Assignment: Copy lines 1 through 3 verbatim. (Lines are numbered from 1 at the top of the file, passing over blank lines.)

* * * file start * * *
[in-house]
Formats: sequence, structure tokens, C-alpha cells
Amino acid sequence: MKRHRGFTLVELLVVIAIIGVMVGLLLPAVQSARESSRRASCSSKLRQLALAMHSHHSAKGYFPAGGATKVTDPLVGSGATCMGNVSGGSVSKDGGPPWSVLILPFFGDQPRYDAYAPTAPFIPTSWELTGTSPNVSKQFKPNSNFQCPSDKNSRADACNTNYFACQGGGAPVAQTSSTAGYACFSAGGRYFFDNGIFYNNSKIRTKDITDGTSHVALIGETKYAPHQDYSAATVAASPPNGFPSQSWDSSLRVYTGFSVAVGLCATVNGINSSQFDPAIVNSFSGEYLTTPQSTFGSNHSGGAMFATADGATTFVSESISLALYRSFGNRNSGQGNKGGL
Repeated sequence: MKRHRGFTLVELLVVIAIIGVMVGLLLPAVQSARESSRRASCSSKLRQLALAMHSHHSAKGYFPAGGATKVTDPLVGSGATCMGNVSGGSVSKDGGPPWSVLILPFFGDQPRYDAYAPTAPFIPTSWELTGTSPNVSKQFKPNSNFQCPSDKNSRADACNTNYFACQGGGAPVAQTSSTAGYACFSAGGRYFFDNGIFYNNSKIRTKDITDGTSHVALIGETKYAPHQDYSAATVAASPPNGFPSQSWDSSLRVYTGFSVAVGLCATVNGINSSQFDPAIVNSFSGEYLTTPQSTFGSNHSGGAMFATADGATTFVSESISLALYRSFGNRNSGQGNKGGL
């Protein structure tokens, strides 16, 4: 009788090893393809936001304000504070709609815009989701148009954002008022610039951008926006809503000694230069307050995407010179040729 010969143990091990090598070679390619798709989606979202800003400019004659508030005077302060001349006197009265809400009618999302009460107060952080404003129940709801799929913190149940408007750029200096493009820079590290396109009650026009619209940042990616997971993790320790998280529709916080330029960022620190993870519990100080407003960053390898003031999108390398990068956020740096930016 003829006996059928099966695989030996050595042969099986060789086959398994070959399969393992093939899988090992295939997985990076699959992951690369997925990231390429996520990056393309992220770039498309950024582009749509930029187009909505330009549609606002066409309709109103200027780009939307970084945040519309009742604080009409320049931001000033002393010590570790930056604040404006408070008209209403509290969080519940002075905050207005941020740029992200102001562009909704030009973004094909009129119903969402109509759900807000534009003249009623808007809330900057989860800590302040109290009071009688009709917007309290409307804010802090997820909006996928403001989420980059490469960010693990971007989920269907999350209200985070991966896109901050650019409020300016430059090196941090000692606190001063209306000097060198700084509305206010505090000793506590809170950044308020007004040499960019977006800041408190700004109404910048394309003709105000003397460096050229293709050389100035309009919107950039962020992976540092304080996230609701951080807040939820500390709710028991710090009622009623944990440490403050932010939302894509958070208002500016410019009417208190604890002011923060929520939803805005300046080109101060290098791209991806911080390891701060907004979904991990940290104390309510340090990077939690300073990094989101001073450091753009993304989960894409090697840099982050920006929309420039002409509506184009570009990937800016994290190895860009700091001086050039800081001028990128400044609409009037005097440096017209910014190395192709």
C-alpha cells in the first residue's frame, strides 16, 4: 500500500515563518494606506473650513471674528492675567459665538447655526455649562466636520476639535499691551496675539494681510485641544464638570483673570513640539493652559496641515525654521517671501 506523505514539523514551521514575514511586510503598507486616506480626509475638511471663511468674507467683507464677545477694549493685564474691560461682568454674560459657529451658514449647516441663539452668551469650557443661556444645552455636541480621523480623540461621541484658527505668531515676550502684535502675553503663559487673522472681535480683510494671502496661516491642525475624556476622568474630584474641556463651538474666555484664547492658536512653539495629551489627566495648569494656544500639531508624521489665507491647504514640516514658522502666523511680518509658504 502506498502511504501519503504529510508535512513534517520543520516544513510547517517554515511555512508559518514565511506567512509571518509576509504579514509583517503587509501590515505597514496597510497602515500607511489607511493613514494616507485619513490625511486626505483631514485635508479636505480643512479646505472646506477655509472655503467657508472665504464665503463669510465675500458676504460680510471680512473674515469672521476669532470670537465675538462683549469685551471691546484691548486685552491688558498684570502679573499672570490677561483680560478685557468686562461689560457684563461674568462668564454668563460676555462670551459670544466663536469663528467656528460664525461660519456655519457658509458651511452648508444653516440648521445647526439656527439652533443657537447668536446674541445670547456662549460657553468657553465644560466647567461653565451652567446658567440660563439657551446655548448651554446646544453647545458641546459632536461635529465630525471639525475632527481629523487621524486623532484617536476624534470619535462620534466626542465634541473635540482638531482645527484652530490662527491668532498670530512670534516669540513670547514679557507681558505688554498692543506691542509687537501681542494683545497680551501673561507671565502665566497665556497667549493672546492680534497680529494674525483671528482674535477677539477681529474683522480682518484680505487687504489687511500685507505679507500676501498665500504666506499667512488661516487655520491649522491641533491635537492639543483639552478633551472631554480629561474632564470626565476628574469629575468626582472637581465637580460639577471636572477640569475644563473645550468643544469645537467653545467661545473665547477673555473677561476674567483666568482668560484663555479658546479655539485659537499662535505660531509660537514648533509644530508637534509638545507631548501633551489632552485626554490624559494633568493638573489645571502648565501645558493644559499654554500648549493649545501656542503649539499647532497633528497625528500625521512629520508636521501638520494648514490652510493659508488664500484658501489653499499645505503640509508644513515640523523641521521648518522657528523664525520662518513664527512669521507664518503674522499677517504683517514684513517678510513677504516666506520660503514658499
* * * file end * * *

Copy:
[in-house]
Formats: sequence, structure tokens, C-alpha cells
Amino acid sequence: MKRHRGFTLVELLVVIAIIGVMVGLLLPAVQSARESSRRASCSSKLRQLALAMHSHHSAKGYFPAGGATKVTDPLVGSGATCMGNVSGGSVSKDGGPPWSVLILPFFGDQPRYDAYAPTAPFIPTSWELTGTSPNVSKQFKPNSNFQCPSDKNSRADACNTNYFACQGGGAPVAQTSSTAGYACFSAGGRYFFDNGIFYNNSKIRTKDITDGTSHVALIGETKYAPHQDYSAATVAASPPNGFPSQSWDSSLRVYTGFSVAVGLCATVNGINSSQFDPAIVNSFSGEYLTTPQSTFGSNHSGGAMFATADGATTFVSESISLALYRSFGNRNSGQGNKGGL